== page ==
The Full Story
Sex Criminals Use Bitcoin. So Do the Police.
Cryptocurrencies offer vast potential for catching sexual predators—but it remains mostly untapped.
Chris Janczewski was finishing up a lengthy investigation into online drug trafficking in Thailand when a source called him about a website in South Korea. Hosted on the darknet, the site encouraged users—including U.S. citizens—to pay Bitcoin to access over a million videos depicting the rape and sexual assault of children as young as six months old.
A special agent with the Internal Revenue Service’s Criminal Investigations division, Janczewski was used to tracing cryptocurrency transactions to track money laundering and other forms of organized crime. But he had never worked on a child sexual abuse case. “I was like, well surely the FBI or Homeland Security or somebody is already doing something about this,” he recalls. “Like, why does the IRS need to do something? And then I was poking around and I realized: Nobody was doing it.”
For the next two years, until late 2019, Janczewski found himself at the forefront of the investigation and takedown of what the U.S. Department of Justice has dubbed “the largest darknet child pornography website” in the world.
Cryptocurrencies are increasingly being used to fund child sexual exploitation (CSE), creating new opportunities for law enforcement to track down perpetrators. But experts say success stories are rare: Unlike those responsible for big money crimes like drug trafficking and money laundering, agents tasked with investigating CSE lack the training, knowledge, and resources to pursue the growing number of operations financed by Bitcoin and other cryptocurrencies. With law enforcement behind the curve, hundreds of thousands of sexual predators go uninvestigated, and are free to continue victimizing children.
Contrary to popular belief, some of the most mainstream cryptocurrencies, such as Bitcoin, Ethereum or Litecoin, can be easily tracked; every transaction is logged in a shared, public ledger known as a blockchain. Criminals can employ various techniques to try and obfuscate their spending, but the records—while harder to find—remain. “I pay you $2,000 in a dark alley, who are the witnesses to that transaction? Just you and I, right?” said Pamela Clegg, director of financial investigations and education at the blockchain analytics company CipherTrace. “With cryptocurrency… the whole world could be the witness.”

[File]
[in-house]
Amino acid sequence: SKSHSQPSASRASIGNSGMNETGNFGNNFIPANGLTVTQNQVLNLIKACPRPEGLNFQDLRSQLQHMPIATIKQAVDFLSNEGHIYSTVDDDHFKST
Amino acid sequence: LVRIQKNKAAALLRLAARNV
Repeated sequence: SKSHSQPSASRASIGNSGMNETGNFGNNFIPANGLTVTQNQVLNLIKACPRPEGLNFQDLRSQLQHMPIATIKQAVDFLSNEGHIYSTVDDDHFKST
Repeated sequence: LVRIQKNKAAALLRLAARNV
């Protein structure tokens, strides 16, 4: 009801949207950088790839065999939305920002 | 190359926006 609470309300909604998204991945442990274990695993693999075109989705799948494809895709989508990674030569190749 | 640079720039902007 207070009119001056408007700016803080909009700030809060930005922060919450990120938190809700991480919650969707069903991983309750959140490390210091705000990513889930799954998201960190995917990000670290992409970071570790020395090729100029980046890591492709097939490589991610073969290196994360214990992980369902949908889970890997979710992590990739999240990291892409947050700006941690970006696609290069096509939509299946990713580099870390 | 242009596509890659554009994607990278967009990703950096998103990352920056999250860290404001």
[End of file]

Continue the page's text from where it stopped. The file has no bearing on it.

But a lack of understanding of what cryptocurrency is and what its use in child exploitation looks like often leads anti-trafficking investigators in the United States and globally to reject cases, or miss crucial pieces of evidence. Clegg cites an example from 2017 in which a team of experienced law enforcement officials from Central America uncovered a website hosting child sex abuse materials (CSAM), complete with Bitcoin addresses that could have identified dozens of users. The team didn’t know how to capture the data before taking down the website and mistakenly lost all of the information.
“I don’t want to paint this as ‘law enforcement doesn’t have experience in crypto,’” Clegg explains. “Law enforcement does amazing work with crypto. It’s primarily the teams that are focused on human trafficking and CSAM that I’m referring to.” In 2019, she gave a speech to 750 members of law enforcement from almost 100 countries, each a specialist in investigating human trafficking and child sexual exploitation. “I asked, ‘How many people have actually worked a case that involved cryptocurrency?’” To Clegg’s dismay, just five people raised their hands.
Around the world, governments are failing to prioritize cryptocurrency analysis in child sexual exploitation investigations, agrees Neil Walsh, chief of the Cybercrime, Anti-Money Laundering / Counter Financing of Terrorism Department at the U.N. Office on Drugs and Crime (UNODC). “It seems to me that this is still seen as a niche area: That it’s a bit geeky and not something that is common.”
Meanwhile, the rate at which sex predators are spending virtual money is far outpacing anti-trafficking agents’ capacity to track them. According to Chainalysis, a U.S.-based blockchain analysis company, the amount of money paid in Bitcoin and Ethereum to known child abuse websites nearly quadrupled between 2017 and 2019, topping 1.75 million dollars.
Some cryptocurrency pioneers are exacerbating the problem by ramping up privacy preservation and data protection to make transactions fully anonymous. Of the roughly 4000 cryptocurrencies currently listed on the price-tracking website CoinMarketCap, private analysts and senior IRS investigators say only a handful—like Bitcoin and Ethereum—are straightforward to trace. Even then, it requires the right training and tools.